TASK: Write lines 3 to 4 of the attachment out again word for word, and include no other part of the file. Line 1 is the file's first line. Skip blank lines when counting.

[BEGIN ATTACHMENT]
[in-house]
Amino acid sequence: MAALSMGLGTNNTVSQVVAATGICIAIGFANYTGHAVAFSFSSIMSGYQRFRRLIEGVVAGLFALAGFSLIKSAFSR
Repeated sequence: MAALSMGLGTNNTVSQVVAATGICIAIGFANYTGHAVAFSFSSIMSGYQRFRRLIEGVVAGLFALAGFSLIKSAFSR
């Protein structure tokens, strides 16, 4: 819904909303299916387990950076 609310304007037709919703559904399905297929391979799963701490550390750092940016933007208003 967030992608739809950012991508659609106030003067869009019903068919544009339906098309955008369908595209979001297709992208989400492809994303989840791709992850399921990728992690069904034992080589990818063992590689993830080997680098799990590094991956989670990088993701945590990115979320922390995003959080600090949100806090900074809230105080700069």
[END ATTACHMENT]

Repeated sequence: MAALSMGLGTNNTVSQVVAATGICIAIGFANYTGHAVAFSFSSIMSGYQRFRRLIEGVVAGLFALAGFSLIKSAFSR
């Protein structure tokens, strides 16, 4: 819904909303299916387990950076 609310304007037709919703559904399905297929391979799963701490550390750092940016933007208003 967030992608739809950012991508659609106030003067869009019903068919544009339906098309955008369908595209979001297709992208989400492809994303989840791709992850399921990728992690069904034992080589990818063992590689993830080997680098799990590094991956989670990088993701945590990115979320922390995003959080600090949100806090900074809230105080700069």